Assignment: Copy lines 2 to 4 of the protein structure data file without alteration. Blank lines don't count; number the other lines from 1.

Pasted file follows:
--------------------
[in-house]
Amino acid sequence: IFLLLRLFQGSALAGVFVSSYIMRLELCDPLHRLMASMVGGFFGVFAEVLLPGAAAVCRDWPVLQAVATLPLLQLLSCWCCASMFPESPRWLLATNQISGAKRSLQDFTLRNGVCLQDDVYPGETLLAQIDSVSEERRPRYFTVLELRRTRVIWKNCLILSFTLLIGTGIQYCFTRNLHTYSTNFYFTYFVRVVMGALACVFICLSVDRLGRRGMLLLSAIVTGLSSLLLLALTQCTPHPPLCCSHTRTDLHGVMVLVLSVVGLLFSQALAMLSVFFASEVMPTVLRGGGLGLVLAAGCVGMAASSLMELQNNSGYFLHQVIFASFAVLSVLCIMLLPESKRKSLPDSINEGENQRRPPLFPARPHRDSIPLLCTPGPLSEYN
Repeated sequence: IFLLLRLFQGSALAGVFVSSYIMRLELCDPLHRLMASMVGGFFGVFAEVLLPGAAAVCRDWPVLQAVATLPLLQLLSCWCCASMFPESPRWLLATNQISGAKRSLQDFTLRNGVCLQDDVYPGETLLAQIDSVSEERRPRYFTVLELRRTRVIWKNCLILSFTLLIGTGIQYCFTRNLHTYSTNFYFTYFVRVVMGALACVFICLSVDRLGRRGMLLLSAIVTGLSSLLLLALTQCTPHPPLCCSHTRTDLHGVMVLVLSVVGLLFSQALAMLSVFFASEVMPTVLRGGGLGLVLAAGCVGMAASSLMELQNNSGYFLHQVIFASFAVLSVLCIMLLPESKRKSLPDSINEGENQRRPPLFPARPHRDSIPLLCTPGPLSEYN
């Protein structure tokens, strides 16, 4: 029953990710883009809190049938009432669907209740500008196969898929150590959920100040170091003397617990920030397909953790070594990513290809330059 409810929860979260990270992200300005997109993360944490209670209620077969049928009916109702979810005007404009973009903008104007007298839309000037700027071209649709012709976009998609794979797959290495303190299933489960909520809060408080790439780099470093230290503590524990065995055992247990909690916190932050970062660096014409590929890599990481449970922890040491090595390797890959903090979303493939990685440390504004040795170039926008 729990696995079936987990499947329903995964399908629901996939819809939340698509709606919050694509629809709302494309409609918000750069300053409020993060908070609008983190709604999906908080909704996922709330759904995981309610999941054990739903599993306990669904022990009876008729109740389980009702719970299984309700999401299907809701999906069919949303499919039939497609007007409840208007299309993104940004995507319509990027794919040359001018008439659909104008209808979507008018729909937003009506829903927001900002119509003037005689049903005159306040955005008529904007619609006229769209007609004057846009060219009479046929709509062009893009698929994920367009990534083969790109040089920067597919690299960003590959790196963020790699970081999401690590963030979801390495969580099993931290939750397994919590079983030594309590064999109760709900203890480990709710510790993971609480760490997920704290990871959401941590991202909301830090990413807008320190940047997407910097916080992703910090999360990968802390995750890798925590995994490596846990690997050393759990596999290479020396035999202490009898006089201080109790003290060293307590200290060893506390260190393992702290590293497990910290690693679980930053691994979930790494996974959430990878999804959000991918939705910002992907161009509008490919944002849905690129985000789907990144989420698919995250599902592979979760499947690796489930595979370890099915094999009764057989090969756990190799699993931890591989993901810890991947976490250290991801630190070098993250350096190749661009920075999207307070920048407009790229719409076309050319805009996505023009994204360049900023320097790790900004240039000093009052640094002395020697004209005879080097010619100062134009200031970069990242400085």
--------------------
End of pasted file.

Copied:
Amino acid sequence: IFLLLRLFQGSALAGVFVSSYIMRLELCDPLHRLMASMVGGFFGVFAEVLLPGAAAVCRDWPVLQAVATLPLLQLLSCWCCASMFPESPRWLLATNQISGAKRSLQDFTLRNGVCLQDDVYPGETLLAQIDSVSEERRPRYFTVLELRRTRVIWKNCLILSFTLLIGTGIQYCFTRNLHTYSTNFYFTYFVRVVMGALACVFICLSVDRLGRRGMLLLSAIVTGLSSLLLLALTQCTPHPPLCCSHTRTDLHGVMVLVLSVVGLLFSQALAMLSVFFASEVMPTVLRGGGLGLVLAAGCVGMAASSLMELQNNSGYFLHQVIFASFAVLSVLCIMLLPESKRKSLPDSINEGENQRRPPLFPARPHRDSIPLLCTPGPLSEYN
Repeated sequence: IFLLLRLFQGSALAGVFVSSYIMRLELCDPLHRLMASMVGGFFGVFAEVLLPGAAAVCRDWPVLQAVATLPLLQLLSCWCCASMFPESPRWLLATNQISGAKRSLQDFTLRNGVCLQDDVYPGETLLAQIDSVSEERRPRYFTVLELRRTRVIWKNCLILSFTLLIGTGIQYCFTRNLHTYSTNFYFTYFVRVVMGALACVFICLSVDRLGRRGMLLLSAIVTGLSSLLLLALTQCTPHPPLCCSHTRTDLHGVMVLVLSVVGLLFSQALAMLSVFFASEVMPTVLRGGGLGLVLAAGCVGMAASSLMELQNNSGYFLHQVIFASFAVLSVLCIMLLPESKRKSLPDSINEGENQRRPPLFPARPHRDSIPLLCTPGPLSEYN
């Protein structure tokens, strides 16, 4: 029953990710883009809190049938009432669907209740500008196969898929150590959920100040170091003397617990920030397909953790070594990513290809330059 409810929860979260990270992200300005997109993360944490209670209620077969049928009916109702979810005007404009973009903008104007007298839309000037700027071209649709012709976009998609794979797959290495303190299933489960909520809060408080790439780099470093230290503590524990065995055992247990909690916190932050970062660096014409590929890599990481449970922890040491090595390797890959903090979303493939990685440390504004040795170039926008 729990696995079936987990499947329903995964399908629901996939819809939340698509709606919050694509629809709302494309409609918000750069300053409020993060908070609008983190709604999906908080909704996922709330759904995981309610999941054990739903599993306990669904022990009876008729109740389980009702719970299984309700999401299907809701999906069919949303499919039939497609007007409840208007299309993104940004995507319509990027794919040359001018008439659909104008209808979507008018729909937003009506829903927001900002119509003037005689049903005159306040955005008529904007619609006229769209007609004057846009060219009479046929709509062009893009698929994920367009990534083969790109040089920067597919690299960003590959790196963020790699970081999401690590963030979801390495969580099993931290939750397994919590079983030594309590064999109760709900203890480990709710510790993971609480760490997920704290990871959401941590991202909301830090990413807008320190940047997407910097916080992703910090999360990968802390995750890798925590995994490596846990690997050393759990596999290479020396035999202490009898006089201080109790003290060293307590200290060893506390260190393992702290590293497990910290690693679980930053691994979930790494996974959430990878999804959000991918939705910002992907161009509008490919944002849905690129985000789907990144989420698919995250599902592979979760499947690796489930595979370890099915094999009764057989090969756990190799699993931890591989993901810890991947976490250290991801630190070098993250350096190749661009920075999207307070920048407009790229719409076309050319805009996505023009994204360049900023320097790790900004240039000093009052640094002395020697004209005879080097010619100062134009200031970069990242400085």